Lauren: CLEC4C is a protein that lives on the surface of plasmacytoid dendritic cells, which are really interesting cells. Plasmacytoid dendritic cells play a unique role in the immune system. They bridge the gap between the innate and adaptive immune responses, and they’re really interestingly built to identify viruses, which can be difficult to detect by the immune system. Viruses either live within our own cells, or they freely circulate outside of cells, which makes them difficult to identify.
Plasmacytoid dendritic cells, however, have special receptors that bind to circulating viral DNA. Once it binds, it initiates a rapid and robust immune response, releasing huge amounts of inflammatory cytokines. In fact, plasmacytoid dendritic cells can release 10 times more interferon – one type of potent inflammatory protein – than any other cell type in the body.
The reason we think this may be related to primary graft dysfunction is that there are other types of DNA that can mimic viral DNA and illicit a similar response. One of these types of DNA is donor-derived DNA, meaning during the transplant process, some of the DNA from donor cells is released into the blood in large quantities, which may activate these plasmacytoid dendritic cells in a similar way, and in so doing, generate a strong immune response that can release high levels of interferon and TNF alpha that we know can be transiently toxic to the muscle of the heart and may cause this transient failure of the new graft.
Alissa: So what’s next?
Lauren: We’re really excited to continue this thread of research to try to better understand the role of plasmacytoid dendritic cells in primary graft dysfunction, and we have a few exciting things planned.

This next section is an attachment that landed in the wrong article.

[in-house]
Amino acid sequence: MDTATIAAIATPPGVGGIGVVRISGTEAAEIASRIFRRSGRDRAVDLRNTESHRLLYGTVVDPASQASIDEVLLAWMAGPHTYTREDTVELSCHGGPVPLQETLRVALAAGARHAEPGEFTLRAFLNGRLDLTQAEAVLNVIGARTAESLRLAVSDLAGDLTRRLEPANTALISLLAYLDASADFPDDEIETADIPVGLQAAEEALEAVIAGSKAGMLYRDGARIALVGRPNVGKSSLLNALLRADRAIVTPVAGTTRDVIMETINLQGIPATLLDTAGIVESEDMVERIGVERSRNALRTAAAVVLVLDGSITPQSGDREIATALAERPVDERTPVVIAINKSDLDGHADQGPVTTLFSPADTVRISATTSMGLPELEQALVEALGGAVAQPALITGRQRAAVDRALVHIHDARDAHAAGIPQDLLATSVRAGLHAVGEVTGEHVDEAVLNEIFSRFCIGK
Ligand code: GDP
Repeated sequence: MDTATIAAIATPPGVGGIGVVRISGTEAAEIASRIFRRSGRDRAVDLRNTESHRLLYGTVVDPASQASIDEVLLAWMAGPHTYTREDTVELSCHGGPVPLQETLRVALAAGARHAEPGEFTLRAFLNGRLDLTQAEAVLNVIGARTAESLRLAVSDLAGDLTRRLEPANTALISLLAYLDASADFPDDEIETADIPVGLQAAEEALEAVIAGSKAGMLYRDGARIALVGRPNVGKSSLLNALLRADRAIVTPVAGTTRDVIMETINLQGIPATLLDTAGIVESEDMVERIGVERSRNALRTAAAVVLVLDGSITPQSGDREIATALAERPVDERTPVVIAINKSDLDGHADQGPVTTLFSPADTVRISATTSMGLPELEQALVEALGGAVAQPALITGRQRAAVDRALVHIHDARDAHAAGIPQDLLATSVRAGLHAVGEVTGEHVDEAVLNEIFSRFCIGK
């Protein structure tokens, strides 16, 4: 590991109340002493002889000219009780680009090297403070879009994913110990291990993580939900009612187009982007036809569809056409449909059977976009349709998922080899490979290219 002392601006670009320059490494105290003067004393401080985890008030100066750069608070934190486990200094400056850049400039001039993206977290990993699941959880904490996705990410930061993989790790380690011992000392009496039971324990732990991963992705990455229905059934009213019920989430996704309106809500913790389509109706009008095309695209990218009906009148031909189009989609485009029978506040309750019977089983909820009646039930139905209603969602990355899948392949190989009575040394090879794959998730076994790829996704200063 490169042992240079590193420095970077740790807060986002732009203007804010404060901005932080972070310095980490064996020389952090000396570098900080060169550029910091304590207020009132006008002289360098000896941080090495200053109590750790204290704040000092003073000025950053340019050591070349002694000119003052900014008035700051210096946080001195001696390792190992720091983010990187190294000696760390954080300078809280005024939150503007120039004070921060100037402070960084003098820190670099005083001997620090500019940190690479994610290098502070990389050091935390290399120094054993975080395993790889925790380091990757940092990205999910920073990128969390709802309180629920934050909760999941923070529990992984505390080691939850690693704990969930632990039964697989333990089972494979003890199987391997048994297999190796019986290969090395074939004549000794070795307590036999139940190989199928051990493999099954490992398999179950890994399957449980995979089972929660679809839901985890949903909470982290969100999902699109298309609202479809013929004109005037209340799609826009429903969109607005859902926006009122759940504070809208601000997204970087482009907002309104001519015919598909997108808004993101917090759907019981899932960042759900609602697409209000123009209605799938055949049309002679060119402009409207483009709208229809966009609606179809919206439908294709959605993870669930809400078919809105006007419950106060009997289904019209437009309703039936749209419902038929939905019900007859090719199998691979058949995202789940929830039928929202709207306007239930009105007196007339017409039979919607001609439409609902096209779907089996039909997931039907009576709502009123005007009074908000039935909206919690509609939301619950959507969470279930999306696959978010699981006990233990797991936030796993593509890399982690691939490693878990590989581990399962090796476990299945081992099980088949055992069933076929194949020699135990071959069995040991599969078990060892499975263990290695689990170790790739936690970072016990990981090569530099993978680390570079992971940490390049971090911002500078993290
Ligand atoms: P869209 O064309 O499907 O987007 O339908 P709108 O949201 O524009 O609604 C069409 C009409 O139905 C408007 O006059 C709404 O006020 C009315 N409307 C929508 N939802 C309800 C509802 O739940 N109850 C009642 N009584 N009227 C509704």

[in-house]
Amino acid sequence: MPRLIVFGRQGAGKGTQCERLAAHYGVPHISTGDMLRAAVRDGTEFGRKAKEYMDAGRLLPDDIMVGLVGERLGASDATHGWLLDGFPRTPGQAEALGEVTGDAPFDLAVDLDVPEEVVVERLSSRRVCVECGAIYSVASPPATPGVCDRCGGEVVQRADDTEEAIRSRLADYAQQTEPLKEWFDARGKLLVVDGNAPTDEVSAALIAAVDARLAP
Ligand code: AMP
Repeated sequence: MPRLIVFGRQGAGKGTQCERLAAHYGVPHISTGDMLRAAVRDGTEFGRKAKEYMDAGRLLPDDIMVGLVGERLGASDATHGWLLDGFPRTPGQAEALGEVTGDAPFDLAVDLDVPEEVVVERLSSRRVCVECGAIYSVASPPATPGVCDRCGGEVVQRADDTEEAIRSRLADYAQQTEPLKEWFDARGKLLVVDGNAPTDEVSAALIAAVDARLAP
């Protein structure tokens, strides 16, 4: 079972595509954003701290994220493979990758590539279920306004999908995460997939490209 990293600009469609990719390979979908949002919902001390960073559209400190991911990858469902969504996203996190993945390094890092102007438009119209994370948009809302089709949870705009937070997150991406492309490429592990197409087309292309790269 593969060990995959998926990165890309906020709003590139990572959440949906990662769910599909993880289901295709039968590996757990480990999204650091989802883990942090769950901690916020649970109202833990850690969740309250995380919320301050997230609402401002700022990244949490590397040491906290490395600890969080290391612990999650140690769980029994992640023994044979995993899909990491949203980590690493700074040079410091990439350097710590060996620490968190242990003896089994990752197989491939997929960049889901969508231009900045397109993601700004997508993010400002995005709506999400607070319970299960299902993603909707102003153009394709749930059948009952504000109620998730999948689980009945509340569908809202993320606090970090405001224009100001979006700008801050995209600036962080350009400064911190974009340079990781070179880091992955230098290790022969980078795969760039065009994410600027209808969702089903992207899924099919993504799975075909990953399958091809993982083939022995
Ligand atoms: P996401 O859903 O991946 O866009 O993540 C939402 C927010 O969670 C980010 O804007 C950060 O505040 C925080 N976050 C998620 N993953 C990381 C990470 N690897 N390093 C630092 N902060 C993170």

First, we want to confirm that the relative expression of CLEC4C that we’re seeing in these patients is reflective of an increased number of plasmacytoid dendritic cells. To do that, we plan to use flow cytometry on samples collected in a similar fashion as in our first experiment. This will allow us to count the number of plasmacytoid dendritic cells present in patients with and without PGD in order to understand whether it’s a relative number that’s driving this phenomenon that we’re seeing.
We are also looking forward to partnering with the Duke Immune Profiling Core and using exciting new technology called the IsoPlexis Platform, which will allow us to isolate plasmacytoid dendritic cells and stimulate them with cell-free DNA. After stimulation, we can quantify the amount of inflammatory cytokines that are being released on a single cell level.
Then we will be able to take the results from these two experiments together to understand whether it’s increased number of plasmacytoid dendritic cells, increased function of those cells or both that predisposes patients that to an increased risk of PGD. Eventually, we hope to translate this work into practical treatments and prophylaxis for PGD with, of course, the ultimate goal of improving outcomes for patients, their families and the community as a whole.
Alissa: Thank you, Lauren. This is really interesting and obviously important research that is going to have huge implications for heart transplant patients.
If you want to learn more about this research or explore other genomics-related research happening at Duke, please visit the Precision Genomics Collaboratory website.